Home > Posts tagged "Haiti"

5 Years of DACA and the Future of TPS

Courtesy: Fanm Ayisyen Nan Miyami

Last week marked the five-year anniversary of the Deferred Action for Childhood Arrivals (DACA) Program, which grants protection from deportation to many young immigrants.  In the five years since the announcement of DACA, an estimated 95% of DACA youth and young adults  are either working or attending school, contributing to their local communities and the economy.

On Thursday, the White House announced it would continue to leave the program untouched, maintaining the existing protections from deportation for nearly 800,000 “DREAMers.” While we at the Florida Immigrant Coalition celebrate the news that these young people are receiving the security that should be afforded to them, we remain highly vigilant of our Haitian brothers and sisters who have not been afforded these similar and necessary protections.

Temporary Protective Status (TPS) grants individuals hailing from certain designated countries struck by natural disasters or armed conflict, such as Haiti, with authorization to remain legally in the United States. More than 58,000 Haitians are members of the program, after a disastrous earthquake ravished the island in 2011. TPS allows for recipients to remain in the U.S. with valid work permits until the unrest in their country of origin abates.

While TPS extensions are normally offered for 18 months, the Trump administration disappointingly took the unprecedented step to shorten the duration of their protected status for only another six months. This six-month extension is not enough. The country is currently facing the worst cholera epidemic in the world, with about 40,000 people living in tent homes and makeshift shelters, while facing steep economic and political turmoil.

We encourage the administration to acknowledge the unrealistic term given to Haitian recipients, who are working and making a tangible contribution to our community and economy. Furthermore, we recognize that DACA and TPS fail to provide a plan toward legal integration of these communities to the this country where they have invested so much of their lives, skills, and dreams. True comprehensive immigration reform should comprise a pathway for these communities to realize their full potential as they advance toward citizenship.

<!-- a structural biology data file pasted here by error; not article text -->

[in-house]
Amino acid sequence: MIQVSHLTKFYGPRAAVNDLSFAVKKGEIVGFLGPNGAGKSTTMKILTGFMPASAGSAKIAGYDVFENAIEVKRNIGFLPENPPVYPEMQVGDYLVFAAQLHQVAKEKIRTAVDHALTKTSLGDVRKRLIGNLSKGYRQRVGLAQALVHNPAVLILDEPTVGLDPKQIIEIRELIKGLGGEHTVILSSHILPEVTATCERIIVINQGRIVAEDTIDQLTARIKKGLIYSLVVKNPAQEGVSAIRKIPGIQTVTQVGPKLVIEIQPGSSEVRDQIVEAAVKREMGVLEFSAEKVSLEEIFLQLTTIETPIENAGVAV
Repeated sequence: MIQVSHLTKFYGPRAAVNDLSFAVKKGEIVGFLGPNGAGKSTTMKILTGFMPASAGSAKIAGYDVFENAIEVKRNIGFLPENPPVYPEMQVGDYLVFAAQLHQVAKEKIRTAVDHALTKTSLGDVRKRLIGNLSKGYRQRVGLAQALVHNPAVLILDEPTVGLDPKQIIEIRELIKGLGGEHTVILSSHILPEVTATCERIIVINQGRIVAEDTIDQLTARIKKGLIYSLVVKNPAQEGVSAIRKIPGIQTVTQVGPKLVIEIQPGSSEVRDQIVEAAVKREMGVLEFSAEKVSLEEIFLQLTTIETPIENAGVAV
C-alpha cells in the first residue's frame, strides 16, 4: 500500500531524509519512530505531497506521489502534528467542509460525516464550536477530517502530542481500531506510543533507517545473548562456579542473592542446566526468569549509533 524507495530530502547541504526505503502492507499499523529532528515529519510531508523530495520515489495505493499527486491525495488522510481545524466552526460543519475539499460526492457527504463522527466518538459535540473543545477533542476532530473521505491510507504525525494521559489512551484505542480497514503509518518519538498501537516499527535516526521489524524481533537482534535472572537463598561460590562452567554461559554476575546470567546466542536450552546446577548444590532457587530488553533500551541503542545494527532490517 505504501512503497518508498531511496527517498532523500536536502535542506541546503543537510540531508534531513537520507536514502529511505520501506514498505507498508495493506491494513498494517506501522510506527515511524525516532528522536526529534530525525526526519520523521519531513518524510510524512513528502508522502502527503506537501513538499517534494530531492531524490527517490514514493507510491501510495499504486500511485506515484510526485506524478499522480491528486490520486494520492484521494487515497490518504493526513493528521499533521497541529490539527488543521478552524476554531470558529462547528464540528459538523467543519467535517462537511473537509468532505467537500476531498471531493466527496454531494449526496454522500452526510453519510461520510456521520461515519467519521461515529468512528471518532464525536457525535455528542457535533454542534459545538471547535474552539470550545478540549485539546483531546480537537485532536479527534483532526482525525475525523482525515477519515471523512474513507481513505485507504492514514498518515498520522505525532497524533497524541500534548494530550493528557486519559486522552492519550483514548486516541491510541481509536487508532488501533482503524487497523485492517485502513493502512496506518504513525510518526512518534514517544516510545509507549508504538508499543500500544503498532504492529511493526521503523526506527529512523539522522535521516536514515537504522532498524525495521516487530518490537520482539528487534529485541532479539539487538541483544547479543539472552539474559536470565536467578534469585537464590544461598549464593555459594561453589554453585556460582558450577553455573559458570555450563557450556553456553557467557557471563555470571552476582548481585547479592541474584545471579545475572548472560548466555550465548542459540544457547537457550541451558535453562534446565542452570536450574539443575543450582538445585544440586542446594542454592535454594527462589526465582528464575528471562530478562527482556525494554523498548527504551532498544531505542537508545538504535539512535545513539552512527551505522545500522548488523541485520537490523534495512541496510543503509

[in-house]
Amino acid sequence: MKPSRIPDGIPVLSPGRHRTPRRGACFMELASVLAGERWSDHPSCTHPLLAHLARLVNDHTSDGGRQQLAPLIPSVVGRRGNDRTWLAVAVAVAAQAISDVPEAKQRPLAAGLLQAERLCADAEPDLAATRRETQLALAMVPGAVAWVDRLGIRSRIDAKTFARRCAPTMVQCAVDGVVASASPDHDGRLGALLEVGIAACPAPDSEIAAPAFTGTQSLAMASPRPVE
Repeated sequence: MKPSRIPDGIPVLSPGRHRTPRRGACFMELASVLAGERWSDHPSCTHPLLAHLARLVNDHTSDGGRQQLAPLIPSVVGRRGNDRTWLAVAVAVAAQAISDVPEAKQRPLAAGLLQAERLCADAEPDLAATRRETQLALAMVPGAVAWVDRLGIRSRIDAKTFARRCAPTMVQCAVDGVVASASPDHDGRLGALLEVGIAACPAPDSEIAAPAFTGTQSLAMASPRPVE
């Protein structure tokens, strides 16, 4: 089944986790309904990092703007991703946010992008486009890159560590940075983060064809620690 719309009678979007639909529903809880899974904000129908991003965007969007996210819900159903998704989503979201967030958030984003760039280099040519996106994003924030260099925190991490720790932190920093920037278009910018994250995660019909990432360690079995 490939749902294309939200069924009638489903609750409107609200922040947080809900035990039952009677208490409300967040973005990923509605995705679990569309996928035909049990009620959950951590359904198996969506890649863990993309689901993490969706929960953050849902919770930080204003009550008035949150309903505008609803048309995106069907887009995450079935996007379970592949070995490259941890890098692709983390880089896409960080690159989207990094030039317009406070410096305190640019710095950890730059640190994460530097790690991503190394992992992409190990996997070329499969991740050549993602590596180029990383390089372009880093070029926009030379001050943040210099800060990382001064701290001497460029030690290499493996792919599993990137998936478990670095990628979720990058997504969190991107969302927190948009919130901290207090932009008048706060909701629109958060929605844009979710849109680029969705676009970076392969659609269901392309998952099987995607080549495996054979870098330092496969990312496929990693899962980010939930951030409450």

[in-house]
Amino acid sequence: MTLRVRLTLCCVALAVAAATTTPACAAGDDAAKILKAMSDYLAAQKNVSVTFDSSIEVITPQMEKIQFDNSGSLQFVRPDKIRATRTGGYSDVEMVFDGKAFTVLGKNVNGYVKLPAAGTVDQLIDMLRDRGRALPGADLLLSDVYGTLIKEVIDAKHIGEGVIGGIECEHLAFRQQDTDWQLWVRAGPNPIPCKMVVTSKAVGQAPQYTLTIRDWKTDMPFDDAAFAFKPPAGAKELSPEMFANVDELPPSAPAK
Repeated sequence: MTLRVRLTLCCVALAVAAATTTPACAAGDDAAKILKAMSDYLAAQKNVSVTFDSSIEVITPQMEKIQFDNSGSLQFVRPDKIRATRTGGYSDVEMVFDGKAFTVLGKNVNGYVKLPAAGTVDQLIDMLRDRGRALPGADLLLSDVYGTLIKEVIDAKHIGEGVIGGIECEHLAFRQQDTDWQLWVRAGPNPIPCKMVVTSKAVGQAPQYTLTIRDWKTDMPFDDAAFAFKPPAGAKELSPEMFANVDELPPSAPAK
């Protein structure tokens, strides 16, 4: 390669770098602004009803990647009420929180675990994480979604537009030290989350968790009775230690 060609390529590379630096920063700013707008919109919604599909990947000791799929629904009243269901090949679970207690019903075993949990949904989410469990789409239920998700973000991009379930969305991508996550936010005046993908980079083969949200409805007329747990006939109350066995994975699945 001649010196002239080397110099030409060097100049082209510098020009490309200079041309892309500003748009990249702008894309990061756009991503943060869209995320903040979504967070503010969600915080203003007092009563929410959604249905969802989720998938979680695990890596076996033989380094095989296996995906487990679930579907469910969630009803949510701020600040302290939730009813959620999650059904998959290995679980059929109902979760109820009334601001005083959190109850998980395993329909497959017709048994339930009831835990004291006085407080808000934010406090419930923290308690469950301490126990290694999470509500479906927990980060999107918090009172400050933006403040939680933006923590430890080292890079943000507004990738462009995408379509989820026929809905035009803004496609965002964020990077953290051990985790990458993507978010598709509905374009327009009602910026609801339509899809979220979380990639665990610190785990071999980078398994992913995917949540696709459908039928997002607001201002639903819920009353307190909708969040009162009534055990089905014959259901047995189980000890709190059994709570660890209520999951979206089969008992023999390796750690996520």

Speak to your federal representative today and ask them what they are doing to #SaveTPS 202-224-3121.

MAY DAY – Join Us and Stand Against Hate and Racism

May 1st marks the International Workers’ Day, a historic day when workers and migrants join forces to demand dignity and justice. We must come together now more than ever and stand up to the hateful rhetoric spreading across our nation. A multiracial coalition of immigrant rights organizations, faith leaders, labor unions and local activists and artists are organizing a rally and march in Miami and we encourage all members to participate. Details for the May Day March in Miami event can be found below.
Are you having a local event on May 1st that FLIC can support?

Are you interested in attending the Miami May 1st event?

Please let us know of any May Day events around you so we can provide support or coordinate travel arraignments for those interested in attending the Miami event.


Miami Rally and March

Sunday, May 1st from 2:00 to 4:00 p.m.
March starts at Government Center (111 NW First Street Miami, Florida 33128) and ends at the Torch of Friendship (401 Biscayne Blvd, Miami, FL 33132

MAYDAY flyer ENG


El 1ro de Mayo marca el Día Internacional de los Trabajadores, un día histórico en el que trabajadores y migrantes se unen para exigir dignidad y justicia. Debemos unirnos ahora más que nunca y levantarnos en contra de la retórica de odio que actualmente está contaminando  nuestra nación . Una coalición multirracial de organizaciones Incluyendo grupos pro inmigrantes, líderes religiosos, sindicatos, activistas locales y artistas están organizando una manifestación y marcha en Miami e invitamos a todos los miembros a participar. Los detalles de la Marcha del Día del Trabajador en Miami pueden ser encontrados en la parte de abajo de este correo electrónico.

¿Tienes un evento local el 1 de mayo que FLIC puede apoyar?

¿Estás interesado en asistir a la Marcha de 1ro de Mayo en Miami?